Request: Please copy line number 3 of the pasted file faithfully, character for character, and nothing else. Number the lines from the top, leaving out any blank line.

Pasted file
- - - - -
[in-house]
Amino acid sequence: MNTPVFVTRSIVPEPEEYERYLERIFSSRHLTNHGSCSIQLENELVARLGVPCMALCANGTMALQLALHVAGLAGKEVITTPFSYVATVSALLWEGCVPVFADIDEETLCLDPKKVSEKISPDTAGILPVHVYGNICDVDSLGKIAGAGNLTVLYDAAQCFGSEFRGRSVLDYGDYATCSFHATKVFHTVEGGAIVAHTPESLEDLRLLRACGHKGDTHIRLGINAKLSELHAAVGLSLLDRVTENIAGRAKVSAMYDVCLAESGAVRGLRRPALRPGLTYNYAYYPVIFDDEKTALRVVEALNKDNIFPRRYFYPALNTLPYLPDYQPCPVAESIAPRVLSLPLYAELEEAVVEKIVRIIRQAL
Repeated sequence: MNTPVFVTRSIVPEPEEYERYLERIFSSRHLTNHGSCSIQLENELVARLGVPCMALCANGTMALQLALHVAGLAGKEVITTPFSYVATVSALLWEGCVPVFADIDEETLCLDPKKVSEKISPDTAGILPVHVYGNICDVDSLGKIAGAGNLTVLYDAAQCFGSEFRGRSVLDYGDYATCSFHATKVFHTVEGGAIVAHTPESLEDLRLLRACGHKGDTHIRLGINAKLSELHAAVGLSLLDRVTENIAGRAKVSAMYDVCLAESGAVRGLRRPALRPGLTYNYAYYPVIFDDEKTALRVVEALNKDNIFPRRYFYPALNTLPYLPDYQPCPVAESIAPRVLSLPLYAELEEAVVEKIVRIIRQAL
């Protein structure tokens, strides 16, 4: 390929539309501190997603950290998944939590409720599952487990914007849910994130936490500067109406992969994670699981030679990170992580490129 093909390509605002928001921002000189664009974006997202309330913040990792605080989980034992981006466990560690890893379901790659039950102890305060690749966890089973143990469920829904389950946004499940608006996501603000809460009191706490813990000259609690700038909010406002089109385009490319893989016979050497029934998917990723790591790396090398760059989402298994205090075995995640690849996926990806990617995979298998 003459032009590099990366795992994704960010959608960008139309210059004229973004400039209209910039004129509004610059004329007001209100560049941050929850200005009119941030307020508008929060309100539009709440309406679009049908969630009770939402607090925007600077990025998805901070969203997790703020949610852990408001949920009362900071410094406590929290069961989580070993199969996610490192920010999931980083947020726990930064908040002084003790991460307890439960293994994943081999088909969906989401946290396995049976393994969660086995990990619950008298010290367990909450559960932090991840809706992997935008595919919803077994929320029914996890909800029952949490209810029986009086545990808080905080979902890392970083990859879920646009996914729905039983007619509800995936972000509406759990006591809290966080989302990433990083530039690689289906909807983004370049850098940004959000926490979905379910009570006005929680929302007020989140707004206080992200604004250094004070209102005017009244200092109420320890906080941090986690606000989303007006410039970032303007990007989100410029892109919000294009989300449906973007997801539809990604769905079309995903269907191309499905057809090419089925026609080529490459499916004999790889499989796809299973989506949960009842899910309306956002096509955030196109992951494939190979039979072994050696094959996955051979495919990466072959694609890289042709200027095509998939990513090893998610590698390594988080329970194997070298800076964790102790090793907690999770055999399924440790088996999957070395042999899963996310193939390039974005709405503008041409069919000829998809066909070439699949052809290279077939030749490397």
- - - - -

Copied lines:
Repeated sequence: MNTPVFVTRSIVPEPEEYERYLERIFSSRHLTNHGSCSIQLENELVARLGVPCMALCANGTMALQLALHVAGLAGKEVITTPFSYVATVSALLWEGCVPVFADIDEETLCLDPKKVSEKISPDTAGILPVHVYGNICDVDSLGKIAGAGNLTVLYDAAQCFGSEFRGRSVLDYGDYATCSFHATKVFHTVEGGAIVAHTPESLEDLRLLRACGHKGDTHIRLGINAKLSELHAAVGLSLLDRVTENIAGRAKVSAMYDVCLAESGAVRGLRRPALRPGLTYNYAYYPVIFDDEKTALRVVEALNKDNIFPRRYFYPALNTLPYLPDYQPCPVAESIAPRVLSLPLYAELEEAVVEKIVRIIRQAL